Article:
In re: Andrew McDonald -- Shame on Senate Republicans

Just why the Republican Party is intent on importing the same level of asinine partisan vitriol rampant in Washington, D.C., to Connecticut is a deep, and troubling, mystery. This is a small state. Ideology ought not to trump civility; we actually used to get things done here. But the ideologues want to stop that.

         I am referring the opposition among state Senate   Republicans to the nomination of Andrew McDonald to the position of Chief Justice of the Connecticut Supreme Court.

         McDonald is the choice of outgoing Gov. Danell Malloy, a Democrat, to serve as the state’s top judge. McDonald is well-qualified. He has served on the high court as a justice since 2013.

         I had reservations about him when he was first appointed. He had served as a lawmaker and as an aide to the governor. Appointing non-trial lawyers to serve as judges or justices makes about as much sense to me as making salesmen of medical textbooks surgeons. Some things you learn by doing, and that includes learning the law’s rhythm.

         But over the years, I have appeared before the Connecticut Supreme Court any number of times. Justice McDonald was part of the panel. His questions were always – or almost always – to the point. He grew into the role of justice. He learned the job by doing the job.

         He would have made an excellent chief justice. No serious student of the law, and no serious litigator who actually appears before the high court, doubts that.

         Only the mudslingers in the state’s Republican Party made a case against McDonald. Speaking in code, because they lack the courage to speak candidly, they note that were he confirmed, he’d be the first “openly gay” chief justice in the United States.

         So, what? I’ve never had a moment to think about his sexual orientation when fielding questions from him in open court. I am about as interested in his sexual orientation as I am in the intentions of the framers of the federal constitution some 200-plus years ago.

         Which brings me to another of the hackneyed claims of Republicans: McDonald is a “judicial activist.” This is risible tripe, and any lawmaker using it as a pretext for opposing McDonald ought to be booted from office and made to sell pencils for a living.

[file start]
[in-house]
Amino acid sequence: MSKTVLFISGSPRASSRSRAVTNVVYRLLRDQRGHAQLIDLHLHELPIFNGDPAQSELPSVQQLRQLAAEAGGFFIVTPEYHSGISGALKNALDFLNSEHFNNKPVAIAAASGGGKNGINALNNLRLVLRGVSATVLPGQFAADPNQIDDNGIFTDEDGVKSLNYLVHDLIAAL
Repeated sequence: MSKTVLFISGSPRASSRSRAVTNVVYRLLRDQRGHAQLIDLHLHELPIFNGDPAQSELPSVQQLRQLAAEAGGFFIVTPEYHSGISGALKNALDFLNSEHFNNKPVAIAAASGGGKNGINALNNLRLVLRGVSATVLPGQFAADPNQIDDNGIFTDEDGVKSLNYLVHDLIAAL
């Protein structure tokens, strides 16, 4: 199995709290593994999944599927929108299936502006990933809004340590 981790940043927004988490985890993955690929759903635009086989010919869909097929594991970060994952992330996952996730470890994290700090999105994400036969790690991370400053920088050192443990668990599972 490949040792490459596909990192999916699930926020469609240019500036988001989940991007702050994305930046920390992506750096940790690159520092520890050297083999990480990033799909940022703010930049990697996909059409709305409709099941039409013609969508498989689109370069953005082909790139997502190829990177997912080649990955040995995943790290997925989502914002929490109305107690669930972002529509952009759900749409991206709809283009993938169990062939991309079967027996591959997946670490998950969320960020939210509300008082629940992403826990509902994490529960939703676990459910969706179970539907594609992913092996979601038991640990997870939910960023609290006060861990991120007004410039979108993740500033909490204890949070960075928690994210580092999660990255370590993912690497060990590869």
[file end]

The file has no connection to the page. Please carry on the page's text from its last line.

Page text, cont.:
Judges are not automatons. They make judgments. I want a judge unafraid to follow the law where the judge thinks it leads. The last thing Connecticut needs is a bench peopled by jurists afraid that angry legislators will note reappoint them every eight years if the judge makes an unpopular decision.

         The law respects courage; cowards kowtowing to angry mobs are free to run for the Senate.

         The claim of activism is framed most often in Connecticut in terms of McDonald’s vote to declare the death penalty unconstitutional in Connecticut. You can disagree with his decision, but you cannot deny that the law is changing nationwide as to the death penalty, with more states banning it as a barbaric vestige.

         Shame on State GOP Chairman J.R. Romano, who is drumming up homophobic hatred and rage over commuted death sentences as a means to block McDonald’s appointment. If this young tryo wants to mud-wrestle, let him find a job in Washington, D.C., where gridlock is the new pastime. We don’t have time for thuggery.

         And shame, too, on Senator John Kissel, R-Enfield, who refused even to meet with McDonald before deciding how he’d vote. That’s not mature, Senatorial, judgment. That’s the ethos of a schoolyard bully.

         But my deepest disappointment is in Senate Republican leader Len Fasano, R-North Haven. He leads the cabal of naysayers opposed to McDonald. He feigns “outage” over claims of Republican homophobia.

         When the state needed leadership, Senator Fasano, you blew a dog whistle. Your outrage is translated into my disgust. I hope you pay for this partisanship at the polls.

         There’s something seriously wrong in the republic. We fawn over a porn star who has sex with a celebrity. We politicize the act of judging as though there were no neutral principles that can be applied to people of all types by judges of good will.

         We’re tearing ourselves apart as roads crumble, an opiod epidemic worsens, and the gap between rich and poor grows wider.

         So go ahead, Senate Republicans, gloat over your silly obstructionist triumph. You’ve kept a gay opponent of the death penalty from being chief justice.

         Gloat, but don’t dare call this good governance.



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